From web developer to business owner: Five things I’d tell my younger self… [Guest post from Matt Saunders, Charity Box]

Author: Matt Saunders, Founder and Owner of Charity Box


I graduated way back in 2007 with a 2:1 Degree in Website Design. I actually started in web development much earlier as a hobby, which I decided very quickly I wanted to turn into a career.

Compared to a lot of graduates, my journey has been a pretty linear one. That’s not to say there have been no bumps in the road, but having worked for agencies, been self-employed and now running my own business, the path I followed is pretty well-worn.

However, there are some incredibly valuable lessons I have learned along the way, and some I want to share in this article.

Lesson #1 – know your value

This is the first and most important lesson that any graduate or junior must become acquainted with – know what you are worth. I’m not just talking about salary here (which we’ll come onto shortly), I am referring to the value that you deliver to others through your skills, experience, personality and general presence. It’s fundamentally important to recognise this, as it filters down into every other aspect of your life.

Knowing your value is about understanding deeply how you fit in. It helps to build confidence and assertiveness, but it also highlights areas for improvement. Understanding this naturally takes time, but if I could have a word with my younger self I would say to look out and be mindful of times when I’m taking, and when I’m giving back, and to explore the impact of these events on myself and those around me.

Lesson #2 – find the right job

There have been a few occasions during my career when I’ve made very poor choices in terms of employment. On one such occasion I took a job which was not right for me – the company wasn’t the right fit, the team were not “my people” and even the location wasn’t right (it meant a 20 min train ride + 40 minute walk). Looking back, I’m not even sure why I took the role. It was a minor salary increase and the interview went well, so I fall back on these two reasons for my choice, but I was out of there within six months.

I ignored the nagging feeling, even after the interview, that the job wasn’t right and I accepted the offer anyway. Bending the ear of my former-self, I would ask “are you sure about this, really?”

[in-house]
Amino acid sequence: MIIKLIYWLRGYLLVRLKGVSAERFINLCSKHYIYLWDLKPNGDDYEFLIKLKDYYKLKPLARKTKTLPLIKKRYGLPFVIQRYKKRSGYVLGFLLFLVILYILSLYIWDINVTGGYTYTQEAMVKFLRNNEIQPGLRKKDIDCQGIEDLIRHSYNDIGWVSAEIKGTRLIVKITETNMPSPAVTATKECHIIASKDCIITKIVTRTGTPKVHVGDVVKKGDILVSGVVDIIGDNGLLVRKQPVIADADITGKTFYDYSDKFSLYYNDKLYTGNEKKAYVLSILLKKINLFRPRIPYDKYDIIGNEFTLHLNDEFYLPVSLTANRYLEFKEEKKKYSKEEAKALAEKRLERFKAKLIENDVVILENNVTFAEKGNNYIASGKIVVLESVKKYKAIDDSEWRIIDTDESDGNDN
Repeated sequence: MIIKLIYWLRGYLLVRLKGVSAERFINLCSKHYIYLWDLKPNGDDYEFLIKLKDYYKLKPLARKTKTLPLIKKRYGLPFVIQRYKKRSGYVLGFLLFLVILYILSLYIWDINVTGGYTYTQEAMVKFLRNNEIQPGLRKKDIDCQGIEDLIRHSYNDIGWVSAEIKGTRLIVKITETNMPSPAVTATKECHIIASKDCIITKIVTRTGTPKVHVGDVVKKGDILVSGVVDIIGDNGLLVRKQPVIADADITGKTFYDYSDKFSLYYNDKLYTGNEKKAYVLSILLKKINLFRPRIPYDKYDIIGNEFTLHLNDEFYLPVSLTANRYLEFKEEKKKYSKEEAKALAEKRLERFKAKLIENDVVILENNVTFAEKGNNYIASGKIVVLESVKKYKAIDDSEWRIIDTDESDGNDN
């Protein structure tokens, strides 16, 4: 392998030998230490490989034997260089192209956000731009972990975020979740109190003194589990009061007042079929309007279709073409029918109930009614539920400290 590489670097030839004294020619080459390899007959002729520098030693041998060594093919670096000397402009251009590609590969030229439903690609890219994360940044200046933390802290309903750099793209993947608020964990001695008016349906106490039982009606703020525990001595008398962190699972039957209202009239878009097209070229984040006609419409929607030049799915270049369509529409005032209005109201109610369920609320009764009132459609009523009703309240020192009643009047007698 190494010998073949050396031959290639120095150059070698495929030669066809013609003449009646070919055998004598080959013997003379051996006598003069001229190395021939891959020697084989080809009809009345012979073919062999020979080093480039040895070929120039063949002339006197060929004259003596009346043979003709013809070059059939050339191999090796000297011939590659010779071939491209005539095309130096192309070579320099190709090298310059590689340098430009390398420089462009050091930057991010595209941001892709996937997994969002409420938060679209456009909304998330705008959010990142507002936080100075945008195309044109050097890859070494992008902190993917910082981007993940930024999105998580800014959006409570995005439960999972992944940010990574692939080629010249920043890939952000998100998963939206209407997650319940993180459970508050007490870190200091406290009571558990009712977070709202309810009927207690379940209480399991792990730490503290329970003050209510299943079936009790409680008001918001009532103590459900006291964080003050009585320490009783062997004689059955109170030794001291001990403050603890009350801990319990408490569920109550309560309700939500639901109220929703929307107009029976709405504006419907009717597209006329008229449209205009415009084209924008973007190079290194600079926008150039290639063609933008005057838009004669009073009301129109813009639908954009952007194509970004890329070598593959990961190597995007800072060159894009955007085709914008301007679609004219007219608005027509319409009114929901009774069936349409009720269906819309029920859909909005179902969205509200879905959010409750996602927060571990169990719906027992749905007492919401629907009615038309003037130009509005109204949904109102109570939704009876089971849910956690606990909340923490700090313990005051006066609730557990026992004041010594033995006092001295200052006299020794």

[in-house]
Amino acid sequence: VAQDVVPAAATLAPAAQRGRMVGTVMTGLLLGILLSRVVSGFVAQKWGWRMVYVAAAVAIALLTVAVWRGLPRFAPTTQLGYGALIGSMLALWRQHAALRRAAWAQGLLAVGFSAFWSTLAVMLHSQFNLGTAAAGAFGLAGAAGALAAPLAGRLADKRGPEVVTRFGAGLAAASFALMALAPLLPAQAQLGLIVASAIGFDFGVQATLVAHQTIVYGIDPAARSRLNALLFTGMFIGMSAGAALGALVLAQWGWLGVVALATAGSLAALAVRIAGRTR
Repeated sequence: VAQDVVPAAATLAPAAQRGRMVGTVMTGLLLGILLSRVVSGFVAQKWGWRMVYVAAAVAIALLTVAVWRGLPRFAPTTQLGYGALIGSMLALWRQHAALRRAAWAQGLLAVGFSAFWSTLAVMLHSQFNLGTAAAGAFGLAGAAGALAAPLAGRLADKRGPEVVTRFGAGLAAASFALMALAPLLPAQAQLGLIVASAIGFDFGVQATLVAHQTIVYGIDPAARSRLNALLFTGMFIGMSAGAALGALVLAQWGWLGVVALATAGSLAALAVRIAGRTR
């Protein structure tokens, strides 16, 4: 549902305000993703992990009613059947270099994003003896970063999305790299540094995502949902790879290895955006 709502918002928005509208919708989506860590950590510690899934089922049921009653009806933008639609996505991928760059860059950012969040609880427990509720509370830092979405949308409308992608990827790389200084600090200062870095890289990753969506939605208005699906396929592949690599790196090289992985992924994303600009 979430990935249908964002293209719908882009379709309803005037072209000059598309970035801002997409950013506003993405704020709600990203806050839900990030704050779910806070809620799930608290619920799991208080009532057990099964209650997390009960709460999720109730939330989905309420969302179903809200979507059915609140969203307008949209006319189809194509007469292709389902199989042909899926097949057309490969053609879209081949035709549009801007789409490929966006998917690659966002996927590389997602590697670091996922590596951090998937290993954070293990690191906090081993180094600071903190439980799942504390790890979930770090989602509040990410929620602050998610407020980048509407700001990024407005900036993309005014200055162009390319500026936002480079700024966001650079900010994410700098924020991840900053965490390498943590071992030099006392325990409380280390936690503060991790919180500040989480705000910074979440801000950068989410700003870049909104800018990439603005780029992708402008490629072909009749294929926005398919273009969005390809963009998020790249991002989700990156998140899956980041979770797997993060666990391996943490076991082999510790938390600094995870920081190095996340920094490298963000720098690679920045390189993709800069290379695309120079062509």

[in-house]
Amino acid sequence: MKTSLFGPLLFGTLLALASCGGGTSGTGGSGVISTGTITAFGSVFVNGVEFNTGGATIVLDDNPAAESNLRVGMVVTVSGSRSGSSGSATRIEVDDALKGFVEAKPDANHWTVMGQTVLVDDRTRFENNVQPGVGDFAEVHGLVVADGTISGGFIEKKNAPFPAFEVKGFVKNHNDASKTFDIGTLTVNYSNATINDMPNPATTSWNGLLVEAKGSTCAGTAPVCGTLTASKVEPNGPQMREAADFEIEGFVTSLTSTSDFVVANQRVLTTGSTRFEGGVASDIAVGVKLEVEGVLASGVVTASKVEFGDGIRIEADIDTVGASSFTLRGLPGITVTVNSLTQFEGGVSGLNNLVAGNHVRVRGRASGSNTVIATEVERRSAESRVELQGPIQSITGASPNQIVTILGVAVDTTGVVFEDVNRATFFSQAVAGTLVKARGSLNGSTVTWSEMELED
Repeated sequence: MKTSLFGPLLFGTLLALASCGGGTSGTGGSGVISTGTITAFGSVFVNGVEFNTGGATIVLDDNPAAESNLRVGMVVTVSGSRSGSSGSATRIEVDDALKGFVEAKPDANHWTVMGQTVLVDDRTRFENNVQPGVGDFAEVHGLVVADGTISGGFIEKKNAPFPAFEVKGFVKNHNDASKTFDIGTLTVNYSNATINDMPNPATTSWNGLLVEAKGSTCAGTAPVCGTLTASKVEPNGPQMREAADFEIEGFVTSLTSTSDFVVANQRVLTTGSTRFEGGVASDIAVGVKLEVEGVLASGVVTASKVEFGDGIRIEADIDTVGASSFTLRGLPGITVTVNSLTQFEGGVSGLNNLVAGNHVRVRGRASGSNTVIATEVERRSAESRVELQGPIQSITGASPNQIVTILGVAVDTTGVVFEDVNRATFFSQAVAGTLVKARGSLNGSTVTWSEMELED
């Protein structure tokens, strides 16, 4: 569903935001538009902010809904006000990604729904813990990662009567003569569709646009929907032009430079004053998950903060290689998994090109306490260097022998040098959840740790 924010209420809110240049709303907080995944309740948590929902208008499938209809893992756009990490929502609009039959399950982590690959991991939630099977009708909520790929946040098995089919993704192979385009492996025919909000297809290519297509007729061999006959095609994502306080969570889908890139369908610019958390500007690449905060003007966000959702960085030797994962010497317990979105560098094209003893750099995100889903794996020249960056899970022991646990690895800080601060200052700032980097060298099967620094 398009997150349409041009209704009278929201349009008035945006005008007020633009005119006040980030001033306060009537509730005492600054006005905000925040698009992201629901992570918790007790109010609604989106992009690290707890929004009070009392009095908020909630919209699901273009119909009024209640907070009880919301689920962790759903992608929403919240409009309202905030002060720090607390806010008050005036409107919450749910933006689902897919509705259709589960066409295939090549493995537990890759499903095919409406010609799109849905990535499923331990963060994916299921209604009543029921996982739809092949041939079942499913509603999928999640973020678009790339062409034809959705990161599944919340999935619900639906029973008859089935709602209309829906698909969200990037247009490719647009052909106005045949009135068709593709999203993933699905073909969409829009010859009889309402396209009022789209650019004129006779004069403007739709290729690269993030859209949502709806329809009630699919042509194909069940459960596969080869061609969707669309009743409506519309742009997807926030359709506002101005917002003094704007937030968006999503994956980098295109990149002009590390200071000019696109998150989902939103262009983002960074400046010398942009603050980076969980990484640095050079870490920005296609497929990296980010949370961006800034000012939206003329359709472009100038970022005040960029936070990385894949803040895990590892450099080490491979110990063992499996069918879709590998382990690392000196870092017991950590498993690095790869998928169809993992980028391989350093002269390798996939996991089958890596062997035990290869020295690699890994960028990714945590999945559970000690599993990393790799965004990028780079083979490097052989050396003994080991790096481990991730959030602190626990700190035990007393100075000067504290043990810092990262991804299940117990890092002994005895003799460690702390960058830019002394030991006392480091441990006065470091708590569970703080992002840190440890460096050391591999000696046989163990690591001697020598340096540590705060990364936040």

Lesson #3 – communication is everything

As a passionate web designer I was always befuddled by the sheer volume of sub-par work out there on the internet. How did these designers find work? I’ve grown more forgiving in my maturity, and that’s partly because I’ve realised that the ability to communicate – whether that is with the boss, your peers or your clients – is crucial. The art of diplomacy, the gumption to disagree and the confidence to deliver bad news all form part of a work ethic that relies on strong communication skills. Without these, you’ll struggle to evolve in other areas and develop strong relationships with others. I’m not suggesting for one moment that you set out to do sub-par work, but the truth of the matter is that if people connect with you, they’ll be more forgiving of your faults. I would encourage my younger self, and other graduates, to develop their communication skills constantly.

Lesson #4 – salary is important

As a graduate in the art and design space I was always of the belief that creativity was paramount. Salary, and demanding a high one, was selling out. It’s not about that, man. Truth be told, I’m still a little like that (that’s why I run a social enterprise) but I’ve learned that salary is important. Money is important. Not just for the value you deliver, but because life can be tough and if you’re entering a profession that demands a lot from you, you deserve to be financially acknowledged for that. To my younger self I would say “know your value and haggle harder”.

Lesson #5 – save money!

This is more of a personal one and links back to the last point. Save money. It’s tough out there, with a broken housing market, rising transport costs and a competitive jobs market. You need to put aside money from your salary or freelance work the moment you start getting paid. Some grads may already have a stash kindly put aside by their parents, but for those like me who did not, I would suggest you start saving a third of your monthly income every month. Call it a rainy day fund, or holiday fund, or whatever; just have a cash buffer for when you need it. I didn’t start saving properly until I was in my mid twenties and it was then I realised how completely up the creek I was in terms of having anything that remotely resembled a mortgage deposit in my bank!

These are the five key topics I would literally lecture my former self on. Some may resonate with you, but most likely you’ll go on to make your own mistakes but when you do, be mindful. Be sure to learn from them. This teaches resilience and makes it less likely that you’ll repeat the same mistakes, and it’ll help you to go on and build a fulfilling career and life for yourself.


This article was written by Matt Saunders, founder and owner of Charity Box, a web design company that builds websites for charities. Matt has been making websites since 2001 and recently started his social enterprise to help charities maximise their impact through digital.

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